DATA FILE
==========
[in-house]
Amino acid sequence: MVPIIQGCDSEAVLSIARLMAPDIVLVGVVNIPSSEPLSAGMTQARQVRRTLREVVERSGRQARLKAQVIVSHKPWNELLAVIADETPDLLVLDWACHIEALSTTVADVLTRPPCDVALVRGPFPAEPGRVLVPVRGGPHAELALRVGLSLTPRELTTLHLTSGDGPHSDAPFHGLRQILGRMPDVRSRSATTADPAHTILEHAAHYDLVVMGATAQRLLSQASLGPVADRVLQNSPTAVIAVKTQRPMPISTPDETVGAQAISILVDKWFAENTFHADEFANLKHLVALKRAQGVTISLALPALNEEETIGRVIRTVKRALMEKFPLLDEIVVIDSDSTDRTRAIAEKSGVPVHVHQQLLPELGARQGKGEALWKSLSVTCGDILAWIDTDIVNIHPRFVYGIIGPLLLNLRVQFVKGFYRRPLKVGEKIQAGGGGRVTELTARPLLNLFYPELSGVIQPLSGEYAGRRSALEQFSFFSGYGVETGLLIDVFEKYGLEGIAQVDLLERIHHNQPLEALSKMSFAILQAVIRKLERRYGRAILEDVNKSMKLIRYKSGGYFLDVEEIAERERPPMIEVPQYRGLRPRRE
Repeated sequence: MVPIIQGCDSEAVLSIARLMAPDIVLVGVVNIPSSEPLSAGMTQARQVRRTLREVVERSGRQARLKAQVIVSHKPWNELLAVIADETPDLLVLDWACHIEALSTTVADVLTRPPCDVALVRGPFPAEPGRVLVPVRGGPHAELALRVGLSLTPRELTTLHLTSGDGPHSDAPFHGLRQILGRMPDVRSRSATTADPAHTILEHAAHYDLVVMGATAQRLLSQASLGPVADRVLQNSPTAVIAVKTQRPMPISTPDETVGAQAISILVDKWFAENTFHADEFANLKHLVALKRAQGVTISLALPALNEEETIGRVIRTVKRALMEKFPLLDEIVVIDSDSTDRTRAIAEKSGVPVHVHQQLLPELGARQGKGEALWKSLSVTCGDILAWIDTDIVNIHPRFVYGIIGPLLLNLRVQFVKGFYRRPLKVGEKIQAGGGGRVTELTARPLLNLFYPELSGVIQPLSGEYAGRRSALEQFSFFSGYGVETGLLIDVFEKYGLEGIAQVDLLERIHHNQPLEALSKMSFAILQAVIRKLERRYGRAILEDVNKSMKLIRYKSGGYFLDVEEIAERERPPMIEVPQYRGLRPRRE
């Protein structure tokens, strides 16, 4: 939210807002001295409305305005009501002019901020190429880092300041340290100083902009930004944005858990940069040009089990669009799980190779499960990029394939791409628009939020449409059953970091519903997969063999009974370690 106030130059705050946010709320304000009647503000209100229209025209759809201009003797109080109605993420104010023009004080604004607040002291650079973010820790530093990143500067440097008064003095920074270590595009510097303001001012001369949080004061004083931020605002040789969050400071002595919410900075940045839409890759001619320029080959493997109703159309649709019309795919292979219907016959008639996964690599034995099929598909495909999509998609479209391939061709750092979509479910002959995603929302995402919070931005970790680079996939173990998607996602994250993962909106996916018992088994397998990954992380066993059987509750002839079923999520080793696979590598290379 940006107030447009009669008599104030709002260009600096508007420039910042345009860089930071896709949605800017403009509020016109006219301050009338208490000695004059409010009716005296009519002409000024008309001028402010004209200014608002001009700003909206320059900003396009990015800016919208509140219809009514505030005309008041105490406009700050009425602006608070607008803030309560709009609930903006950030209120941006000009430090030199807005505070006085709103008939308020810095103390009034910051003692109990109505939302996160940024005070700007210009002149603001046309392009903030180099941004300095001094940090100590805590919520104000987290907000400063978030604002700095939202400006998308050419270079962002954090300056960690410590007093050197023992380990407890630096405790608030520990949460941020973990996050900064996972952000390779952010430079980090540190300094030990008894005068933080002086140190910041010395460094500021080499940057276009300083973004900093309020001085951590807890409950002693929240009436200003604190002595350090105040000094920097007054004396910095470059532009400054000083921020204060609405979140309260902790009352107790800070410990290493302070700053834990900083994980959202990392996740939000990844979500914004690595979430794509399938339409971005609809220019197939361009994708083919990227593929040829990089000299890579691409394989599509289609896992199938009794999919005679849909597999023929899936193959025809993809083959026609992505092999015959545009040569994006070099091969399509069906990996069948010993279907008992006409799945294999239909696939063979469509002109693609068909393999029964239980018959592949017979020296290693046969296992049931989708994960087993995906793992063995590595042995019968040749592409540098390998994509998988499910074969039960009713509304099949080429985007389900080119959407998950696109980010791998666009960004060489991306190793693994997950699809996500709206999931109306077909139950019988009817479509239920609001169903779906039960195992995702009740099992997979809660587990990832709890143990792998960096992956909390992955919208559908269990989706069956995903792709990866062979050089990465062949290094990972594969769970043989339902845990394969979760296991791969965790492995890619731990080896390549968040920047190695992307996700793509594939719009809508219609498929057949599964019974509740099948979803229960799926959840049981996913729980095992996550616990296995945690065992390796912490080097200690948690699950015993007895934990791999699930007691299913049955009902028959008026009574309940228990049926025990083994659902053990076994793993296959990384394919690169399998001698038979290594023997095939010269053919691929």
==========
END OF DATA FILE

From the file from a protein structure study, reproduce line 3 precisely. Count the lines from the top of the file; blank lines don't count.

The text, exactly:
Repeated sequence: MVPIIQGCDSEAVLSIARLMAPDIVLVGVVNIPSSEPLSAGMTQARQVRRTLREVVERSGRQARLKAQVIVSHKPWNELLAVIADETPDLLVLDWACHIEALSTTVADVLTRPPCDVALVRGPFPAEPGRVLVPVRGGPHAELALRVGLSLTPRELTTLHLTSGDGPHSDAPFHGLRQILGRMPDVRSRSATTADPAHTILEHAAHYDLVVMGATAQRLLSQASLGPVADRVLQNSPTAVIAVKTQRPMPISTPDETVGAQAISILVDKWFAENTFHADEFANLKHLVALKRAQGVTISLALPALNEEETIGRVIRTVKRALMEKFPLLDEIVVIDSDSTDRTRAIAEKSGVPVHVHQQLLPELGARQGKGEALWKSLSVTCGDILAWIDTDIVNIHPRFVYGIIGPLLLNLRVQFVKGFYRRPLKVGEKIQAGGGGRVTELTARPLLNLFYPELSGVIQPLSGEYAGRRSALEQFSFFSGYGVETGLLIDVFEKYGLEGIAQVDLLERIHHNQPLEALSKMSFAILQAVIRKLERRYGRAILEDVNKSMKLIRYKSGGYFLDVEEIAERERPPMIEVPQYRGLRPRRE